We had to go into town (Albuquerque again) the other afternoon and there was some time to kill after taking care of our errands, so we stopped by Old Town for a bit. As we were headed back to the Red Van, we passed a gallery showing mostly local and regional plein air paintings. We decided to go in to take a look around and walked out with a rather nice painting of Sandhill cranes at the Bosque, painted by Placitas artist Linda Heath.
When we headed back to our place, there were an uncounted number of cranes on the ground at the ranch nearby where we'd seen them before, only this time, the cranes and the cattle had traded places and the cattle were closer to the road than the birds. As we passed by, a small part of the flock rose into the air and flew low to the east.
Some time later, not more than a few minutes, as we were feeding the feral cats at our place, we could see formations of cranes in the air low to the north. It seemed they were coming not just from the ranch up the road but from farther north as well, wave after wave of them, not unlike the exhilarating sight of them coming in for the night at the Bosque.
Cranes by the hundreds passed over our place. It was almost as if they were using it as a landmark. Some formations turned east as they flew by, others continued on south in a straight line. When we were at the Bosque del Apache (maybe 80 miles south as the crane flies) in the evening during the Festival, cranes were arriving from both the north and the east, and we were wondering where they were coming from. We know now that at least some of the flock routinely comes up as far north as our place and even farther north during the day, but where the cranes on the east go or come from, we aren't sure.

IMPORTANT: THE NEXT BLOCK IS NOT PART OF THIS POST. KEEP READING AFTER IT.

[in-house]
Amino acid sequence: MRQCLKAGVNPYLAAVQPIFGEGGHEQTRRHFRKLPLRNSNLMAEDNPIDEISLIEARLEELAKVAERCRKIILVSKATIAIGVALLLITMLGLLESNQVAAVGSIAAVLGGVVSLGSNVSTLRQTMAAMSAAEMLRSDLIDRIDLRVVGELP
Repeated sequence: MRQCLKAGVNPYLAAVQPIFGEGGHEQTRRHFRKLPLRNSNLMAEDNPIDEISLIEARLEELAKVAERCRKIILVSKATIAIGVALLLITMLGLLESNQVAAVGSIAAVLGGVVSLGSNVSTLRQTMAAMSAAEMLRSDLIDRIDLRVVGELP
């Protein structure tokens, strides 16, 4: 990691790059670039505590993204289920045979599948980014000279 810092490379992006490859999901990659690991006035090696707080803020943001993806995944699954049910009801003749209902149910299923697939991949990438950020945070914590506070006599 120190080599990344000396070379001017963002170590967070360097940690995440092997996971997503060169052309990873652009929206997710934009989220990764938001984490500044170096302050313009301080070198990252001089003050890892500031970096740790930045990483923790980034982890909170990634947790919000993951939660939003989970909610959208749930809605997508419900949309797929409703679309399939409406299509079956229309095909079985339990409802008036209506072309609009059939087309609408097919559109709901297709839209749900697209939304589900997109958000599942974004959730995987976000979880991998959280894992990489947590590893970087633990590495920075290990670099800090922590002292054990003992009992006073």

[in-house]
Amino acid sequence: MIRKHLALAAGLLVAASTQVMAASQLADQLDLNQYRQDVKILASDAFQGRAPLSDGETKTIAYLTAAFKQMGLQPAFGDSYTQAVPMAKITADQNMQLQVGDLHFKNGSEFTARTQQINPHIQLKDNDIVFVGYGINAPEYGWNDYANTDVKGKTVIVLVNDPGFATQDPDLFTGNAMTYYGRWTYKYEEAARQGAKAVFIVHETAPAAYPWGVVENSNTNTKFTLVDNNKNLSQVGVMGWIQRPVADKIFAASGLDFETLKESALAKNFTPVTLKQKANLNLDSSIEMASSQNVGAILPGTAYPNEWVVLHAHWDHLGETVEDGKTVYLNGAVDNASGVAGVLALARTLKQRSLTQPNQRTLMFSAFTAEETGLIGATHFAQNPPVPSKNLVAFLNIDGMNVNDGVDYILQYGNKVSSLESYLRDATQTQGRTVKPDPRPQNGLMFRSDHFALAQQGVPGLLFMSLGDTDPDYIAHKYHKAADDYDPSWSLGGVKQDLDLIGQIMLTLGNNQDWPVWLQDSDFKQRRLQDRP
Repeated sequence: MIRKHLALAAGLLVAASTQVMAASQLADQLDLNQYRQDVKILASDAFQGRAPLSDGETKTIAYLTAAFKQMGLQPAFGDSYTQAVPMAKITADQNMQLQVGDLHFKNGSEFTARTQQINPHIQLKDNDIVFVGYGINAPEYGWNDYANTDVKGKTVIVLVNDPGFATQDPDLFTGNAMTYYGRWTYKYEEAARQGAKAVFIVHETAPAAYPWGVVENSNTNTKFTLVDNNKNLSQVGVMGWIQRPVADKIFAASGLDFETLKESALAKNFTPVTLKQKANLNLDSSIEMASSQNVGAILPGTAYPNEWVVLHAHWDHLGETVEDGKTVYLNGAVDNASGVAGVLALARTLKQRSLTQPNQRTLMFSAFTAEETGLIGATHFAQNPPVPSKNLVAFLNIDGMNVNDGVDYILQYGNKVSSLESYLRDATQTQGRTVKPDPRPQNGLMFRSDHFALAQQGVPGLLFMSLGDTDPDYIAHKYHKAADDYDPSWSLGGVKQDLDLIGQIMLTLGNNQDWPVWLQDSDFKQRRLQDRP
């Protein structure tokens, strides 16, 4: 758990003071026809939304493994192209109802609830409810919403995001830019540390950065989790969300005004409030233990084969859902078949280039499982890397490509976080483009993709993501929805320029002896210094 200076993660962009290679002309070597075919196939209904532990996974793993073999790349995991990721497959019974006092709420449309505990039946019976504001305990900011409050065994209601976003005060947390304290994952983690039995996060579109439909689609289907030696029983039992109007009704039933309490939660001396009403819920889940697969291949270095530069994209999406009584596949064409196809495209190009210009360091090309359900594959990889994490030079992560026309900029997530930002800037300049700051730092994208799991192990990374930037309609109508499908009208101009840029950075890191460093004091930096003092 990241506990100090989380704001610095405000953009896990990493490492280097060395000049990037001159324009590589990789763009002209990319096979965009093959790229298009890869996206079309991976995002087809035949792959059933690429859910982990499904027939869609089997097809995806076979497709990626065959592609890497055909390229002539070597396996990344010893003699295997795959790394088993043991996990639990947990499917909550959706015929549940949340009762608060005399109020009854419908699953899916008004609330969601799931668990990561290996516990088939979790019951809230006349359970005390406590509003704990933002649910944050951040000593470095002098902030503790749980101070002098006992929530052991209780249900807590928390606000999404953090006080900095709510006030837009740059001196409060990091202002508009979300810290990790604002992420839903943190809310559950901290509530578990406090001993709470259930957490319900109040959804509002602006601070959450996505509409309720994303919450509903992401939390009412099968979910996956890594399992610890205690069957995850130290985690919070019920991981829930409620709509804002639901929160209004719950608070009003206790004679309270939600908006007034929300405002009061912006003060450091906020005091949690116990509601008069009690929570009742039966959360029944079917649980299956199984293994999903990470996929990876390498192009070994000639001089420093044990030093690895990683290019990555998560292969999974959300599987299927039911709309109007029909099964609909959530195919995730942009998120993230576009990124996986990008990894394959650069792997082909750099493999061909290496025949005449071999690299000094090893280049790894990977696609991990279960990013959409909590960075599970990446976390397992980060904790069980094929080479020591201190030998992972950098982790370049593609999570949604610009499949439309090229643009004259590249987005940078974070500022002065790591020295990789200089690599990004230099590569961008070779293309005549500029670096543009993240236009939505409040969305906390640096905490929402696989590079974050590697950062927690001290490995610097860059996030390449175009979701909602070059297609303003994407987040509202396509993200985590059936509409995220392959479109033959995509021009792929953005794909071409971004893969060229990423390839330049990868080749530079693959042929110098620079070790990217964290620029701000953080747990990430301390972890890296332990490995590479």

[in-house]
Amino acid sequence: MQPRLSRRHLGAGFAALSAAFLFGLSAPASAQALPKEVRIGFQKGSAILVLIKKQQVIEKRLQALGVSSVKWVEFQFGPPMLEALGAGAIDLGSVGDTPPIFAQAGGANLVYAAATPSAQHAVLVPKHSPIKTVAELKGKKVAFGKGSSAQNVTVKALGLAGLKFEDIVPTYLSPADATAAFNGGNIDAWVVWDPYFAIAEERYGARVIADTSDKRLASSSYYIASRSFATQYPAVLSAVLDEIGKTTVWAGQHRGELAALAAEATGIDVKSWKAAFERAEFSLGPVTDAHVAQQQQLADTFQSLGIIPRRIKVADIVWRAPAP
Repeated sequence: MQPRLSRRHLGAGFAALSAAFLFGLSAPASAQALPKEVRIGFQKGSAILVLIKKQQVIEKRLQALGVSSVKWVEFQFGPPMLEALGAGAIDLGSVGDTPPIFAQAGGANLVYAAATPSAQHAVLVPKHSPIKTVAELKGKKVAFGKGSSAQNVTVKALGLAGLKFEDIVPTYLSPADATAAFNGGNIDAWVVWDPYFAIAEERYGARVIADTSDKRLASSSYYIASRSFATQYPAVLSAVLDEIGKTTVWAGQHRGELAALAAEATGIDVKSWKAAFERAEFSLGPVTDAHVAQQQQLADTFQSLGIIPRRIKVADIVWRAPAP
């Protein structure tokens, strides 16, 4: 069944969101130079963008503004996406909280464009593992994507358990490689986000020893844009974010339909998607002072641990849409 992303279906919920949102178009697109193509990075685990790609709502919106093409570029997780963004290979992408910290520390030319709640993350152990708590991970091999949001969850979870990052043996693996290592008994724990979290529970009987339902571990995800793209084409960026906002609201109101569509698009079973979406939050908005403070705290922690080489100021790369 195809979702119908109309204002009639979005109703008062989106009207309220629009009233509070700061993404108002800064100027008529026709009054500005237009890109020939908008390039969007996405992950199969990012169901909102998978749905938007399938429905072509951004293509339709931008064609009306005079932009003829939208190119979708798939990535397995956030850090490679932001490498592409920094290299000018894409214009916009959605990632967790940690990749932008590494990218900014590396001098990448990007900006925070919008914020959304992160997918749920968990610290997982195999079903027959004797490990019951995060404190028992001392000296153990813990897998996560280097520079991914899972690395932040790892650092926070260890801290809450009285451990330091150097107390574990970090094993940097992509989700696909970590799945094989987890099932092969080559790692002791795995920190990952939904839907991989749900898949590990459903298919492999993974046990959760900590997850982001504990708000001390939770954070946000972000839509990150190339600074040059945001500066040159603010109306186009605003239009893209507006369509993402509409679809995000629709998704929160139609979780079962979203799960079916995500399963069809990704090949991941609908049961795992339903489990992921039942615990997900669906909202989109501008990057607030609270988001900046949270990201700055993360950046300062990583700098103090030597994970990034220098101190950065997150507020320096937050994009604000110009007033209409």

As the cranes were flying and honking and calling to one another overhead, we could hear -- but not see -- someone on the ground honking and calling along with them. Was he mocking? Hard to say. The sight of these huge birds by the hundreds gliding so apparently effortlessly in the air can take your breath away. It's hard -- no, it's impossible -- to ignore. It's no wonder some people want to call and honk in unison with them, even if they are mocking the sounds the birds make.
Linda Heath's painting of cranes at the Bosque now hangs in the bedroom on the opposite side of the dresser from the mysterious painting of a solitary man walking by a log house in the moonlight and the snow -- a painting by an artist whose name we don't even know. That one has been one of our favorites for years.
Collecting art that calls out to us is one of our indulgences. We have acquired a good deal of Native art -- mostly pottery and jewelry -- over the years, and yesterday we purchased a necklace of turquoise and garnet and crystal from a very chatty and quite delightful Native (Tewa) jeweler from the Santo Domingo Pueblo on the Old Town Plaza. We realize we're very lucky to be able to do this, to be able to make these kinds of purchases basically on impulse. But we've also long felt an obligation that -- if we are able to do so financially -- we should be supporting (mostly) local artists by purchasing their works.
And so we do...